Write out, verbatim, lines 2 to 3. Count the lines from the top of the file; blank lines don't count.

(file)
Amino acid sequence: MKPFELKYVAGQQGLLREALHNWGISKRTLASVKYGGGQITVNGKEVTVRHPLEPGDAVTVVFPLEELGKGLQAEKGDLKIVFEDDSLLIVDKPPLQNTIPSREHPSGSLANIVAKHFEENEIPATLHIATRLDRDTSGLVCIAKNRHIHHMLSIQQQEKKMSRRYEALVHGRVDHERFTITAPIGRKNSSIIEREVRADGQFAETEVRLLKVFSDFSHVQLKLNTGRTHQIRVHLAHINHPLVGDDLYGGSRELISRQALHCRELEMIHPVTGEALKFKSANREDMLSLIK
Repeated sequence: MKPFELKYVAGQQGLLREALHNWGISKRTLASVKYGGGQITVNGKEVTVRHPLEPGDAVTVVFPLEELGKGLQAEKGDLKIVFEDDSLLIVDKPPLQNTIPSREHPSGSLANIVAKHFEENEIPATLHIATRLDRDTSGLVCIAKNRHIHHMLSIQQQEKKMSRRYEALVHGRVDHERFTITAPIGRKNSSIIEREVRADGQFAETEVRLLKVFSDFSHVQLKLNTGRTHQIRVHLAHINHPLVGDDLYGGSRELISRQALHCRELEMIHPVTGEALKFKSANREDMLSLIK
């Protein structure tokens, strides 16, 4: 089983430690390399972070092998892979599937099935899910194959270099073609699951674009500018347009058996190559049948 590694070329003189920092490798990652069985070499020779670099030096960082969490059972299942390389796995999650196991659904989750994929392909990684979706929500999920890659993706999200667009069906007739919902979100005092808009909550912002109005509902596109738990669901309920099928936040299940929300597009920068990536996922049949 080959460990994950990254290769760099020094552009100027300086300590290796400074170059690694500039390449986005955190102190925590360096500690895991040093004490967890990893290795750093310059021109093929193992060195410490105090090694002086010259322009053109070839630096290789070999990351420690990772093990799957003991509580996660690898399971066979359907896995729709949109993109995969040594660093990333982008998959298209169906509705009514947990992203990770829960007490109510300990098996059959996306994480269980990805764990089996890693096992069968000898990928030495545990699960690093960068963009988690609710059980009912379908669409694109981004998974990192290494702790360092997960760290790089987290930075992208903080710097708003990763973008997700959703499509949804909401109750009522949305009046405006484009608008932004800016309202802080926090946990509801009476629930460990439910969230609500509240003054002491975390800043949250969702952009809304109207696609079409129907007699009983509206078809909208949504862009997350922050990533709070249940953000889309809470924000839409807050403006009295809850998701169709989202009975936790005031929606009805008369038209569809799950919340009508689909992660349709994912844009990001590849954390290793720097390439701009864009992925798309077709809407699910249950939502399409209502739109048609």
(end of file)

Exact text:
Repeated sequence: MKPFELKYVAGQQGLLREALHNWGISKRTLASVKYGGGQITVNGKEVTVRHPLEPGDAVTVVFPLEELGKGLQAEKGDLKIVFEDDSLLIVDKPPLQNTIPSREHPSGSLANIVAKHFEENEIPATLHIATRLDRDTSGLVCIAKNRHIHHMLSIQQQEKKMSRRYEALVHGRVDHERFTITAPIGRKNSSIIEREVRADGQFAETEVRLLKVFSDFSHVQLKLNTGRTHQIRVHLAHINHPLVGDDLYGGSRELISRQALHCRELEMIHPVTGEALKFKSANREDMLSLIK
């Protein structure tokens, strides 16, 4: 089983430690390399972070092998892979599937099935899910194959270099073609699951674009500018347009058996190559049948 590694070329003189920092490798990652069985070499020779670099030096960082969490059972299942390389796995999650196991659904989750994929392909990684979706929500999920890659993706999200667009069906007739919902979100005092808009909550912002109005509902596109738990669901309920099928936040299940929300597009920068990536996922049949 080959460990994950990254290769760099020094552009100027300086300590290796400074170059690694500039390449986005955190102190925590360096500690895991040093004490967890990893290795750093310059021109093929193992060195410490105090090694002086010259322009053109070839630096290789070999990351420690990772093990799957003991509580996660690898399971066979359907896995729709949109993109995969040594660093990333982008998959298209169906509705009514947990992203990770829960007490109510300990098996059959996306994480269980990805764990089996890693096992069968000898990928030495545990699960690093960068963009988690609710059980009912379908669409694109981004998974990192290494702790360092997960760290790089987290930075992208903080710097708003990763973008997700959703499509949804909401109750009522949305009046405006484009608008932004800016309202802080926090946990509801009476629930460990439910969230609500509240003054002491975390800043949250969702952009809304109207696609079409129907007699009983509206078809909208949504862009997350922050990533709070249940953000889309809470924000839409807050403006009295809850998701169709989202009975936790005031929606009805008369038209569809799950919340009508689909992660349709994912844009990001590849954390290793720097390439701009864009992925798309077709809407699910249950939502399409209502739109048609």